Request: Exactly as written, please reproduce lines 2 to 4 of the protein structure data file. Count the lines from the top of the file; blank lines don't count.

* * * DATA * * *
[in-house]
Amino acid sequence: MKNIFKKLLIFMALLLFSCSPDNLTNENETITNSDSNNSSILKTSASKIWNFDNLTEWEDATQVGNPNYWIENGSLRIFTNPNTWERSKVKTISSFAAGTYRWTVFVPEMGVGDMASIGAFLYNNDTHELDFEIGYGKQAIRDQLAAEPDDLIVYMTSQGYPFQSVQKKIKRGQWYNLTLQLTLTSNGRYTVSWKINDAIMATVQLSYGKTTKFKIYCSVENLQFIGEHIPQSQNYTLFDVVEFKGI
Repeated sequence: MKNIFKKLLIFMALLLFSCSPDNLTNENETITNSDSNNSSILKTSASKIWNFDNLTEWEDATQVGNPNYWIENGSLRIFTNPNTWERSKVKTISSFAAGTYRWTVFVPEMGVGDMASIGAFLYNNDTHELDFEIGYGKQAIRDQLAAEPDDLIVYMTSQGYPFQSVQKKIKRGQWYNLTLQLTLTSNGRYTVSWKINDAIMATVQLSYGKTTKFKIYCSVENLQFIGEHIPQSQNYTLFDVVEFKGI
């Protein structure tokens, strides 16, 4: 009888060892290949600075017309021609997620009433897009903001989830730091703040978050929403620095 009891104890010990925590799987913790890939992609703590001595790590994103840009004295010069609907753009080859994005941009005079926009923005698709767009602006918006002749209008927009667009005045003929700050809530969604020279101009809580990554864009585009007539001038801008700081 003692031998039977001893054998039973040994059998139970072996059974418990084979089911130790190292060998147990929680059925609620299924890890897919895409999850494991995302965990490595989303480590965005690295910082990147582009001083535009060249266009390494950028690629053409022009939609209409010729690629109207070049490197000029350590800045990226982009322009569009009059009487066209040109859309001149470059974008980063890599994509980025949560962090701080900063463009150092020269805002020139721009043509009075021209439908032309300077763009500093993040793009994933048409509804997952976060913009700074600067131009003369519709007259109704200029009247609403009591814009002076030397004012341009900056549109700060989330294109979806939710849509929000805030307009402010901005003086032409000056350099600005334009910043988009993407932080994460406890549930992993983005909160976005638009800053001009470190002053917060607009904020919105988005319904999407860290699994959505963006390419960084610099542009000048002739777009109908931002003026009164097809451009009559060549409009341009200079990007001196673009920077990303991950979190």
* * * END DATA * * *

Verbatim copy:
Amino acid sequence: MKNIFKKLLIFMALLLFSCSPDNLTNENETITNSDSNNSSILKTSASKIWNFDNLTEWEDATQVGNPNYWIENGSLRIFTNPNTWERSKVKTISSFAAGTYRWTVFVPEMGVGDMASIGAFLYNNDTHELDFEIGYGKQAIRDQLAAEPDDLIVYMTSQGYPFQSVQKKIKRGQWYNLTLQLTLTSNGRYTVSWKINDAIMATVQLSYGKTTKFKIYCSVENLQFIGEHIPQSQNYTLFDVVEFKGI
Repeated sequence: MKNIFKKLLIFMALLLFSCSPDNLTNENETITNSDSNNSSILKTSASKIWNFDNLTEWEDATQVGNPNYWIENGSLRIFTNPNTWERSKVKTISSFAAGTYRWTVFVPEMGVGDMASIGAFLYNNDTHELDFEIGYGKQAIRDQLAAEPDDLIVYMTSQGYPFQSVQKKIKRGQWYNLTLQLTLTSNGRYTVSWKINDAIMATVQLSYGKTTKFKIYCSVENLQFIGEHIPQSQNYTLFDVVEFKGI
């Protein structure tokens, strides 16, 4: 009888060892290949600075017309021609997620009433897009903001989830730091703040978050929403620095 009891104890010990925590799987913790890939992609703590001595790590994103840009004295010069609907753009080859994005941009005079926009923005698709767009602006918006002749209008927009667009005045003929700050809530969604020279101009809580990554864009585009007539001038801008700081 003692031998039977001893054998039973040994059998139970072996059974418990084979089911130790190292060998147990929680059925609620299924890890897919895409999850494991995302965990490595989303480590965005690295910082990147582009001083535009060249266009390494950028690629053409022009939609209409010729690629109207070049490197000029350590800045990226982009322009569009009059009487066209040109859309001149470059974008980063890599994509980025949560962090701080900063463009150092020269805002020139721009043509009075021209439908032309300077763009500093993040793009994933048409509804997952976060913009700074600067131009003369519709007259109704200029009247609403009591814009002076030397004012341009900056549109700060989330294109979806939710849509929000805030307009402010901005003086032409000056350099600005334009910043988009993407932080994460406890549930992993983005909160976005638009800053001009470190002053917060607009904020919105988005319904999407860290699994959505963006390419960084610099542009000048002739777009109908931002003026009164097809451009009559060549409009341009200079990007001196673009920077990303991950979190």